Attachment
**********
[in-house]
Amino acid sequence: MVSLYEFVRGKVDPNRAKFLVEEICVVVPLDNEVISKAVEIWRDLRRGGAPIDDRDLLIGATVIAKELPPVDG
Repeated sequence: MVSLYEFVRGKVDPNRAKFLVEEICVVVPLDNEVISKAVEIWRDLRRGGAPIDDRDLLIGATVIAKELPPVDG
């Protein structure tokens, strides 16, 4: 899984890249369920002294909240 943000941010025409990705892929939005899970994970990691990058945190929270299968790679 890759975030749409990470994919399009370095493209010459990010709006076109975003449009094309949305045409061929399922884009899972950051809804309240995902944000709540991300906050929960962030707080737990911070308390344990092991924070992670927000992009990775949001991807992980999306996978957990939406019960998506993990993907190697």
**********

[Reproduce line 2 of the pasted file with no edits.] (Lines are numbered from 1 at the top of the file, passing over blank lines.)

Amino acid sequence: MVSLYEFVRGKVDPNRAKFLVEEICVVVPLDNEVISKAVEIWRDLRRGGAPIDDRDLLIGATVIAKELPPVDG